By Brad Buecker, Corresponding Editor
Water treatment recommendations
More and more power generation in the United States will come from Independent Power Producers (IPPs) and utilities or industries that install combined-cycle or cogeneration power plants. The boilers or heat recovery steam generators on such plants are often designed to operate at pressures of 700 psi to 1,200 psi. While this may not seem excessive when compared to utility boilers that operate at pressures up to 3,400 psi, water chemistry is still very important. Here are some of the latest water chemistry treatment trends for IPP and cogeneration plant operators.
Oxygen is often the prime corrodent of feedwater systems and boilers. It usually enters feedwater systems via air leaks at the condenser and in the makeup water. Unless oxygen is quickly removed from the condensate, it will attack feedwater and boiler components. Furthermore, the corrosion products can then be transported to the boiler where they will deposit on the boiler tubes and cause additional problems. In low pressure boilers (
Unfortunately, at pressures above 900 psi (and in some cases at pressures no greater than 600 psi), sodium sulfite breaks down to produce sulfur dioxide and hydrogen sulfide, two acidic, highly corrosive compounds. For many years, therefore, the preferred oxygen scavenger for medium and high pressure boilers has been hydrazine (N2H4). Hydrazine reacts with oxygen to produce nitrogen and water, and it passivates oxidized steel and copper surfaces. Should any hydrazine reach the boiler, it decomposes into ammonia, an alkaline compound. Furthermore, hydrazine does not add dissolved solids to boiler systems as does sodium sulfite. However, increasing evidence suggests that hydrazine may be a carcinogen, and its use is being restricted or eliminated at many utilities.
New plant operators should consider some of the hydrazine substitutes on the market. The most common are carbohydrazide, hydroquinone and methyl ethyl ketoxime. Carbohydrazide breaks down to hydrazine after it enters the feedwater system. Hydroquinone and methyl ethyl ketoxime react with oxygen directly. In many cases, these substitutes react with oxygen and/or passivate metal surfaces at lower temperatures than hydrazine, and thus can be added at the condensate pump discharge. This offers protection for the entire condensate/feedwater system. These chemicals are supplied by the various water treatment companies.
Boiler water chemistry and monitoring
For medium-pressure units, phosphate treatment of the boiler water is still the preferred choice. The detailed chemistry of phosphate treatment programs has been well documented and does not need to be recounted here. However, the following discussion illustrates the importance of good water chemistry monitoring. Plant managers need to be aware that boiler water chemistry can change quickly.
Sodium phosphate compounds are added to boiler water to control the pH and to react with any hardness compounds that might enter due to condenser leaks, demineralizer upsets, etc. But, phosphate is not a catch-all for any problems that arise. Even a moderate condenser tube leak can introduce enough contaminants to quickly consume the available phosphate. Once this happens, the heat from the boiler will cause reactions between the contaminants and water to produce acidic or basic conditions depending on the nature of the contaminants.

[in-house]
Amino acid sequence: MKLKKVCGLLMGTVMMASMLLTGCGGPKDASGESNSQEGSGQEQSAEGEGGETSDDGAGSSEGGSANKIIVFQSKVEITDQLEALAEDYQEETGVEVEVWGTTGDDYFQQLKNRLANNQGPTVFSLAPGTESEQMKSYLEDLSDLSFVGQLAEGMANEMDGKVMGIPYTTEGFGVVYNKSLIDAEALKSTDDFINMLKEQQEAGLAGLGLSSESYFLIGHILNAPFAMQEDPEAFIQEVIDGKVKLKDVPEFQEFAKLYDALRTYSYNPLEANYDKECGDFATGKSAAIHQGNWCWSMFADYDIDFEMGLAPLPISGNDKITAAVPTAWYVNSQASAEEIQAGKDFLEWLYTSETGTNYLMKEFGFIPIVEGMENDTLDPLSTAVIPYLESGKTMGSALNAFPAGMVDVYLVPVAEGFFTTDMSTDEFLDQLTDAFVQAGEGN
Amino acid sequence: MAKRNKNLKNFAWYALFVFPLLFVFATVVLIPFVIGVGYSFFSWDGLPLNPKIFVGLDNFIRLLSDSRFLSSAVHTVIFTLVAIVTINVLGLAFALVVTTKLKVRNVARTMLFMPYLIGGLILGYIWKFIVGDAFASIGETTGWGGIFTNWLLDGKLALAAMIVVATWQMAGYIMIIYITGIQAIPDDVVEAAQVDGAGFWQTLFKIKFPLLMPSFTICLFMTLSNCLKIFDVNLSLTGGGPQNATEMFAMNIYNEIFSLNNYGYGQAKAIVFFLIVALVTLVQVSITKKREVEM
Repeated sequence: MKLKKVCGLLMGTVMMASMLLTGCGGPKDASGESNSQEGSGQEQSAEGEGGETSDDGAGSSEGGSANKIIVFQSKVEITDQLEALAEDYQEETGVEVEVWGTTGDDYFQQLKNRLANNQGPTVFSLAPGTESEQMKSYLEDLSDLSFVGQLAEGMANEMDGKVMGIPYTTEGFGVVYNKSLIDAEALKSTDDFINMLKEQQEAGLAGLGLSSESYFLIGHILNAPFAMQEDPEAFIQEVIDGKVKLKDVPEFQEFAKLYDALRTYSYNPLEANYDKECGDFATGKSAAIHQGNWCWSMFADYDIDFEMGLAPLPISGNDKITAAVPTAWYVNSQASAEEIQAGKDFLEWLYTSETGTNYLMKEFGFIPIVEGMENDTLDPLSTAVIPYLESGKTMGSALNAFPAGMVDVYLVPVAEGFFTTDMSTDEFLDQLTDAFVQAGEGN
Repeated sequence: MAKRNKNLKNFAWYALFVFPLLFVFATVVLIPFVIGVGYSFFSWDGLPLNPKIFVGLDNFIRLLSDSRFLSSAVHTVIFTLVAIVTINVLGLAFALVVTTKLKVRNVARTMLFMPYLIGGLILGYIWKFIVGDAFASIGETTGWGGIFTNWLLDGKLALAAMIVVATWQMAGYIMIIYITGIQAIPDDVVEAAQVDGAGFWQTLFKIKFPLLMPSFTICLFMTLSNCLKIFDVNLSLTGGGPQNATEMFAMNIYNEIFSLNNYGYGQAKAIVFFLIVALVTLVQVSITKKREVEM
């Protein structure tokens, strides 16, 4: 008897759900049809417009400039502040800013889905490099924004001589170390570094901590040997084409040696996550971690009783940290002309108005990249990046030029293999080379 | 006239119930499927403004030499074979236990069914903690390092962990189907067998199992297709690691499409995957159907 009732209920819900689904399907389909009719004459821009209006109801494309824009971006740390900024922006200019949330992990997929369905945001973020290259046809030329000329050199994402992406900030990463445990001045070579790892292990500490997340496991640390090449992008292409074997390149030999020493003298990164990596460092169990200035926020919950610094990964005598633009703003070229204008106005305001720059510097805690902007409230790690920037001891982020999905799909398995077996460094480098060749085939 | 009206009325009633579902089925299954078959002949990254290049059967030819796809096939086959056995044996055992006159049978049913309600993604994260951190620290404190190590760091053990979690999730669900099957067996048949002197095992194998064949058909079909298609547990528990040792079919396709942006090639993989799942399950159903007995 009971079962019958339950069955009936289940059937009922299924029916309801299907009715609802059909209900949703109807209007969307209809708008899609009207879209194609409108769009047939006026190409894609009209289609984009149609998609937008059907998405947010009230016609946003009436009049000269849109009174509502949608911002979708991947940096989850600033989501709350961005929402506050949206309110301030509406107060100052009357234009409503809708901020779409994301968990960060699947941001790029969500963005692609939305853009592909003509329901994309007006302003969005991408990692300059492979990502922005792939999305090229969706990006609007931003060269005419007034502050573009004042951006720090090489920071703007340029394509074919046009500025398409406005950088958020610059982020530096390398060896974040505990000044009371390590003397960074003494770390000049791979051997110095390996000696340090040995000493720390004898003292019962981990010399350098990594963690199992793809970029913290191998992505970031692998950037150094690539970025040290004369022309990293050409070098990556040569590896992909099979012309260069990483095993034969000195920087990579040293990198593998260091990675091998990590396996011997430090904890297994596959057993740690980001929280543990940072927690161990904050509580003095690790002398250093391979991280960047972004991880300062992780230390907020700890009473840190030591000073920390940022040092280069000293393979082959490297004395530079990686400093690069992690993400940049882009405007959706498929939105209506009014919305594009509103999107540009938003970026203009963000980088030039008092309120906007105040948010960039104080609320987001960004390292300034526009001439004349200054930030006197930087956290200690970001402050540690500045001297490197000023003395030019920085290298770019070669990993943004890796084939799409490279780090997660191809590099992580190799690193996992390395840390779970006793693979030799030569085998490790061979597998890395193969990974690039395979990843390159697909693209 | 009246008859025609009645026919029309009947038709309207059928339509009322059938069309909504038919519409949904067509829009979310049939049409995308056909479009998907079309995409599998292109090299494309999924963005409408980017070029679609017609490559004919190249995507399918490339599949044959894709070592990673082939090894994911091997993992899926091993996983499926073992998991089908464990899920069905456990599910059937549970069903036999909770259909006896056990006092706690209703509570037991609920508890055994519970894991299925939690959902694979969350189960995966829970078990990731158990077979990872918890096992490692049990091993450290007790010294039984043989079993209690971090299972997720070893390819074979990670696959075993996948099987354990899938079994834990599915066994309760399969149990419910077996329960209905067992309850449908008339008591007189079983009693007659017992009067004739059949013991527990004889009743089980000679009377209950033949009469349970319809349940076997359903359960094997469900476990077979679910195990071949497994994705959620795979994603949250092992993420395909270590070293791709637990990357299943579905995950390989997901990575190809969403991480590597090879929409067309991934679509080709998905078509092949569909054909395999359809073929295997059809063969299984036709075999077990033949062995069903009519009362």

Furthermore, the untreated hardness compounds will deposit on the boiler tubes and cause conditions which can lead to tube overheating or underdeposit corrosion. Severe tube damage has been known to occur within hours following a major chemistry upset. Accordingly, many utilities have installed continuous, on-line chemistry analyzers that sample strategic locations in the feedwater/boiler water/steam circuit. The sophistication of such systems varies from plant to plant, but at a minimum, continuous monitoring of the condensate conductivity or sodium and the boiler water pH should be considered. Catastrophic damage to boiler tubes usually is caused by a condenser leak and subsequent consumption of the boiler water phosphate. These conditions will first be detected by the analyzers listed above. Plant chemists and operators must be alerted whenever such conditions occur.
Chemical treatment of cooling water is an issue that is heating up because of the Environmental Protection Agency?s (EPA) concern with chlorine. Chlorine reacts with organics in water to produce halogenated compounds (e.g., trihalomethane) which are suspected carcinogens. Some environmental groups are calling for an all-out ban on chlorine. While this may seem to be excessively restrictive, it certainly appears that the EPA will lower the concentrations of chlorine allowed in utility and industrial cooling waters. The limits may become so low as to make chlorine ineffective against microbiological fouling. Plant owners and managers should keep this in mind when applying or reapplying for operating permits.
For new plant managers, and for current managers, environmental regulations and other factors are changing the ways in which plants may be operated. It is wise to prepare for these changes well in advance. END